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May 21, 2014

Morrissey gives Lawrence crowd a rousing evening of doom and gloom

After canceling shows at Liberty Hall two years in a row, former Smiths frontman Morrissey delivers 90 minutes of melancholy and despair plus a sharp dose of harsh reality.

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Timothy Finn blogs about the Kansas City music scene

Morrissey is usually in some demonstrative mood, and when he took the stage at Liberty Hall in Lawrence on Tuesday, he had resentment on his mind.

Before he sang a word of his opening song, he bid good riddance to Lincoln, Neb., where he’d performed Monday night (and cut the set list short). Then he and his five-man band opened with “One Day Goodbye Will Be Farewell.”

From there, he let go of his grudge and gave a nearly sold-out house 90 minutes of melancholy, misery and a spell of mild nausea, all of it delivered with feverish melodrama.

The set list bounced all over his resume, drawing from his substantial solo catalog and his days with the Smiths. “Every Day Is Like Sunday,” from his stellar “Viva Hate” album, aroused the loudest ovation and zestiest sing-along, but “Hand in Glove,” the Smiths’ first single, came in a close second.

He preached, too, expressing his disapproval for the Sea Life aquarium at Crown Center before singing “The Bullfighter Dies,” in which the innocent and exploited exact revenge. Later in the set, he would discharge another Smiths song, “Meat Is Murder,” a dark and dreary dirge accompanied by a ghastly video broadcast on screens behind the band that showed chickens, chicks, pigs and other creatures being slaughtered and tortured on their ways to becoming someone’s meal. Point taken, Moz.

All was not doom, but there was plenty of gloom, and the crowd basked in it, as if it were salvation and grace. Even lesser-known songs like “Ganglord” and “I’m Throwing My Arms Around Paris,” played consecutively, got fairly loud responses.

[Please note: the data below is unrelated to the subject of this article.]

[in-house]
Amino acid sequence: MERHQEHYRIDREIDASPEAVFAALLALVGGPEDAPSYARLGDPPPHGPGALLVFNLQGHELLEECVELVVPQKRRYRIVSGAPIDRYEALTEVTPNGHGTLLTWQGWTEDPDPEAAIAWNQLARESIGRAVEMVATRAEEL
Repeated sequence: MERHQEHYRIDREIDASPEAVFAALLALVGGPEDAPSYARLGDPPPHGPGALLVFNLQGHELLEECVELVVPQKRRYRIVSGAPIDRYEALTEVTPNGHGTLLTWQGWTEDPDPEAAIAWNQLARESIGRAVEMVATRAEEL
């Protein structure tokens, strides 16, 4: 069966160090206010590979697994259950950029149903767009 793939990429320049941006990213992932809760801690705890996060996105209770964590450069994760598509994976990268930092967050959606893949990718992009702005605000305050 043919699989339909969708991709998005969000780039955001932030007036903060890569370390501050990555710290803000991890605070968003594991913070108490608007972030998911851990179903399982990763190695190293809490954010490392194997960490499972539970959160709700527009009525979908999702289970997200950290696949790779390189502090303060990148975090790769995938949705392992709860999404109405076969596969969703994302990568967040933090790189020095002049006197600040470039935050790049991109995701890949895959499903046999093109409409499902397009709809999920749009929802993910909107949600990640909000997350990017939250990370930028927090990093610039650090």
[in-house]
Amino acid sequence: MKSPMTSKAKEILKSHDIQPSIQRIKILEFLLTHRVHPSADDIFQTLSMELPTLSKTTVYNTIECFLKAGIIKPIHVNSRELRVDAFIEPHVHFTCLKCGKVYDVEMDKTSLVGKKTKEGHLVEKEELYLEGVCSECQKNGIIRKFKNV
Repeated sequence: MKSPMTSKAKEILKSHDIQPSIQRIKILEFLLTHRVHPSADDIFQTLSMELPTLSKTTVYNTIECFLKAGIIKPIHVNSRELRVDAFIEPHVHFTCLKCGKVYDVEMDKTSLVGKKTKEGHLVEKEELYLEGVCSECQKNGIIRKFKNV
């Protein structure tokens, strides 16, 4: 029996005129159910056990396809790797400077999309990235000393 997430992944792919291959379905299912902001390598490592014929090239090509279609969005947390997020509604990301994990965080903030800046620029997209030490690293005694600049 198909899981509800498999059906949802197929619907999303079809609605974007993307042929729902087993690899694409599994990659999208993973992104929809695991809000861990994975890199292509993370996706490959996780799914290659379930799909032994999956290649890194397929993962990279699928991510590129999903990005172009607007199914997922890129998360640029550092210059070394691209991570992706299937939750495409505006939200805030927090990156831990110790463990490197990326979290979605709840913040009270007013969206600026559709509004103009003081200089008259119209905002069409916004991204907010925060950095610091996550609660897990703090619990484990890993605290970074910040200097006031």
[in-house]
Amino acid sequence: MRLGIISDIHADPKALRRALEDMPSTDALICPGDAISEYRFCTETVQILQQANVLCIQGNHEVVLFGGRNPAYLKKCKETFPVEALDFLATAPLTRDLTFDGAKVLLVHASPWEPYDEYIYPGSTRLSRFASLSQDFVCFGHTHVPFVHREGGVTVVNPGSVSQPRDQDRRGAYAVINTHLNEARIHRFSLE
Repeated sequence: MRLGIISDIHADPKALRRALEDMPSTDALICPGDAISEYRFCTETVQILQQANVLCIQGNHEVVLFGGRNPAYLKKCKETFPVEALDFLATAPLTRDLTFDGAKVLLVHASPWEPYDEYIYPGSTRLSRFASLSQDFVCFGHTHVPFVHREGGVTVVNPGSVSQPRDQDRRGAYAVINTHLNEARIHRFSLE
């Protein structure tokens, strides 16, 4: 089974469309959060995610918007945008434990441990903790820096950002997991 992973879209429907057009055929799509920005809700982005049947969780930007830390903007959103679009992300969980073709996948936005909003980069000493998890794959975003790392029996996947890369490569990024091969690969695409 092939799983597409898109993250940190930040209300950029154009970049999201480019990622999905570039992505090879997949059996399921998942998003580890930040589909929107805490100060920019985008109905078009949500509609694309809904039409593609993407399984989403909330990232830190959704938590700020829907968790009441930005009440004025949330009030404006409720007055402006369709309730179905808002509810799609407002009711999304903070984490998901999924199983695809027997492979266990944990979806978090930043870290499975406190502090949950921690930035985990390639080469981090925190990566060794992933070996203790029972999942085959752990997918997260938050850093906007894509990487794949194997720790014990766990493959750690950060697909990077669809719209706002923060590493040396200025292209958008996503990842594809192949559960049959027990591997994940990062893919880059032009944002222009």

His band cast his songs in an array of sounds: clarinet, trumpet, accordion, keyboards, guitars, bass, drums. They showed off their muscle a few times, especially during the gale of fanfare at the end of “The National Front Disco,” which closed the first set.

They returned for two more: “Asleep,” another gray-day Smiths ballad, and “First of the Gang to Die,” from Morrissey’s “You Are the Quarry” album, now 10 years old.

It’s a jaunty, jangly guitar lament about a gang member who gets killed. And though it has lines like “You have never been in love / Until you’ve seen the sunlight thrown / Over smashed human bone,” the crowd sang and bounced along as if it were the theme song to a favorite TV show.

And after canceling a show at Liberty Hall due to illness, Morrissey seemed pleased to be back and willing to return.

To reach Timothy Finn, call 816-234-4781 or send email to


One Day Goodbye Will Be Farewell; Speedway; Ganglord; I’m Throwing My Arms Around Paris; Earth Is the Loneliest Planet; Every Day Is Like Sunday; The Bullfighter Dies; Hand in Glove; The Youngest Was the Most Loved; Life Is a Pigsty; Trouble Loves Me; Word Peace Is None of Your Business; Yes, I Am Blind; Meat is Murder; The National Front Disco. Encore: Asleep; First of the Gang to Die.

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